What does the Bible say about divorce?
Unfortunately, it says quite a bit. As a book that gives us everything we need for life and godliness, the Bible gives instructions about marriage and warnings about divorce. But that is not all that it says.
If our minds jump too quickly, we may only remember the words of Malachi 2: God hates divorce. But we can’t read that prophetic utterance without reading Jeremiah 3, a passage that tells how God issued a certificate of divorce to his covenant people Israel, when their sin destroyed their covenant with God. Moreover, we cannot forget the grace God gives to heal past sins, even as we read and repeat his instructions about covenant marriage and the sinfulness of divorce.
Accordingly, we must understand divorce according to the full gospel story of creation, fall, redemption, and new creation. In this context, we begin to see how the whole Bible gives comfort and conviction about this and every subject.
But why are we taking about divorce?
Well, to our series on the Sermon on the Mount, we had to return to one section of the Sermon our schedule forced us to postpone—namely, Jesus’s teaching on marriage and divorce in Matthew 5:31–32. With help from Jeremiah 3, I preached a message on the root problem of divorce (a hard-heart) and how Christ enables covenant-breakers to be covenant-keepers.
You can listen to the sermon online. Response questions are below, as are additional resources—both ethical and practical—regarding marriage and divorce. Continue reading
First Corinthians 7:10–16 brings us to one of the most heart-wrenching passages in Scripture. As it deals with marriage, divorce, and remarriage, it gives counsel to Christian marriages (vv. 10–11) and “mixed marriage” (vv. 12–16) that are looking into the teeth of divorce. In the context of a horribly sad week (#AltonSterling, #PhilandoCastille, and #DallasPoliceShooting), I bookended this sermon with the gospel truth that God comforts those who are broken by sin. My prayer is that as God’s truth is declared, it brings clarity and comfort.
You can listen to the audio from Sunday’s message or peruse the sermon notes here. For those who want to go deeper, there are discussion questions below and resources explaining the Majority and Minority position on divorce and remarriage. Continue reading
Earlier this week laid out a gospel-centered approach to understanding what Scripture says about divorce. Yesterday, I also listed eight points that the Bible makes about divorce. But today, I want to ask a practical question: What makes a divorce biblical?
That is to ask, if Jesus and Paul permit divorce in the cases of ongoing sexual immorality and/or abandonment, what should take place in the life of a believer and a church, if they come to the heart-breaking point of considering a divorce?
As a point of clarification, biblical does not mean the same thing as good or ideal. As with all relational strife, divorce is not good in itself. However, Scripture does give us commands, principles, and guidance on how to faithfully handle a divorce, so it is right to speak of divorce as “biblical” if it is in keeping with God’s Word. Likewise, a divorce pursued contrary to God’s Word makes it “unbiblical.”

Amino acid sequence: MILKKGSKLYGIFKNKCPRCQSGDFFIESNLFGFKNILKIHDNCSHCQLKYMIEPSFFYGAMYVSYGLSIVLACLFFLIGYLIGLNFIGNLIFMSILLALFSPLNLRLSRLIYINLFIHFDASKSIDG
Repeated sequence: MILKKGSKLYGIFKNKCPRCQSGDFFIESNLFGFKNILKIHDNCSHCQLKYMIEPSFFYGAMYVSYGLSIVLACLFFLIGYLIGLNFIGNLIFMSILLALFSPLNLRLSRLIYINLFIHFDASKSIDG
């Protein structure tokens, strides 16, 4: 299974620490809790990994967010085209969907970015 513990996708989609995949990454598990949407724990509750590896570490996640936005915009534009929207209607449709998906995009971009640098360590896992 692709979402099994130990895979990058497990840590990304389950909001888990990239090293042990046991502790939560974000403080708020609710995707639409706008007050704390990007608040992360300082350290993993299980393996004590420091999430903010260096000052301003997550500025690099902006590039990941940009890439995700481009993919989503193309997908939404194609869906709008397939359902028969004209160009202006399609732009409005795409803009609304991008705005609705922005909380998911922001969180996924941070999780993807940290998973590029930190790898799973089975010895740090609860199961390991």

Believing that Scripture has given us everything we need for understanding and pursuing a godly life, we should know what comprises a biblical divorce. Here is my attempt to begin to outline the steps of a “biblical” divorce. Continue reading
In Sunday’s sermon (“What about divorce?“) I listed seven ways that Scripture speaks about divorce. They are outlined below, plus one more, making eight. From these eight truths, we can get a full, but not yet exhaustive, picture of divorce. Let me know what you think and what you might add.
First, divorce goes against God’s ideal.
Before the Fall, God establishes his pattern for all humanity in Genesis 2:24: “Therefore a man shall leave his father and his mother and hold fast to his wife, and they shall become one flesh.”
This pre-fall ideal is reiterated when Jesus is asked about marriage and divorce. In Matthew 19, he goes back to the Garden to establish God’s ideal for marriage. In verses 4–6, he answers, “Have you not read that he who created them from the beginning made them male and female, and said, ‘Therefore a man shall leave his father and his mother and hold fast to his wife, and the two shall become one flesh’? So they are no longer two but one flesh. What therefore God has joined together, let not man separate.” From these two verses, it is plain that God desires for a man to hold fast to his wife and not divorce her (cf. Mal 2:14–15). Continue reading
Many Christians when they think about God’s view on divorce rattle off three words: “God hates divorce.”
This sentiment is biblical, but too brief. It fails to understand why God hates divorce (see Eph 5:32–33); it misses the fact that God himself has experienced a divorce (Jer 3:8); and it denies the way the gospel promises pardon and healing to those who have been divorced (see John 4), not to mention the power the gospel gives to live in covenant faithfulness to God and the spouse he has given us.
This week I preached on the subject of divorce and in our bulletin I included a biblical survey of what Scripture says about divorce. What follows is an expansion on that survey. While the subject of divorce can be approached in many ways, my hope is to put the gospel at the center of our discussion about this personal subject. Let me know what you would add. Continue reading